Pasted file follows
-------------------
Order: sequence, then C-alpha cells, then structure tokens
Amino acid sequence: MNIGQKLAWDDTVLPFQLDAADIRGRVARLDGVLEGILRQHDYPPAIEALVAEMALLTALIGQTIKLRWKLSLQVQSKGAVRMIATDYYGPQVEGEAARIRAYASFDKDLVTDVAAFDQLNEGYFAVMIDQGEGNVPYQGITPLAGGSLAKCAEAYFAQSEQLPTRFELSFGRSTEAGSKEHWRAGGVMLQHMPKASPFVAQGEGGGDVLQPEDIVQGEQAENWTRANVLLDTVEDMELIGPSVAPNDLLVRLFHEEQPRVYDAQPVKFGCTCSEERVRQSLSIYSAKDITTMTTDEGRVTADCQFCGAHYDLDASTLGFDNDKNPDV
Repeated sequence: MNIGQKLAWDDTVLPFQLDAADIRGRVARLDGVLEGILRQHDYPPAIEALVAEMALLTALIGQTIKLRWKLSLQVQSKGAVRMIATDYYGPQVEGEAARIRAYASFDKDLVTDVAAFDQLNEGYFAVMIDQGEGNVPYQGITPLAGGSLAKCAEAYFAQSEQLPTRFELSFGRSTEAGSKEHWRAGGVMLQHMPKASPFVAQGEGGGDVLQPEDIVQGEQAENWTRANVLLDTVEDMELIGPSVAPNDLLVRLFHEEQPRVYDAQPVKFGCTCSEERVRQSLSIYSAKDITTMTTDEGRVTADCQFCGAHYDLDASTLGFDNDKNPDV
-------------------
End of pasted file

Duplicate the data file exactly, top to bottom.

Order: sequence, then C-alpha cells, then structure tokens
Amino acid sequence: MNIGQKLAWDDTVLPFQLDAADIRGRVARLDGVLEGILRQHDYPPAIEALVAEMALLTALIGQTIKLRWKLSLQVQSKGAVRMIATDYYGPQVEGEAARIRAYASFDKDLVTDVAAFDQLNEGYFAVMIDQGEGNVPYQGITPLAGGSLAKCAEAYFAQSEQLPTRFELSFGRSTEAGSKEHWRAGGVMLQHMPKASPFVAQGEGGGDVLQPEDIVQGEQAENWTRANVLLDTVEDMELIGPSVAPNDLLVRLFHEEQPRVYDAQPVKFGCTCSEERVRQSLSIYSAKDITTMTTDEGRVTADCQFCGAHYDLDASTLGFDNDKNPDV
Repeated sequence: MNIGQKLAWDDTVLPFQLDAADIRGRVARLDGVLEGILRQHDYPPAIEALVAEMALLTALIGQTIKLRWKLSLQVQSKGAVRMIATDYYGPQVEGEAARIRAYASFDKDLVTDVAAFDQLNEGYFAVMIDQGEGNVPYQGITPLAGGSLAKCAEAYFAQSEQLPTRFELSFGRSTEAGSKEHWRAGGVMLQHMPKASPFVAQGEGGGDVLQPEDIVQGEQAENWTRANVLLDTVEDMELIGPSVAPNDLLVRLFHEEQPRVYDAQPVKFGCTCSEERVRQSLSIYSAKDITTMTTDEGRVTADCQFCGAHYDLDASTLGFDNDKNPDV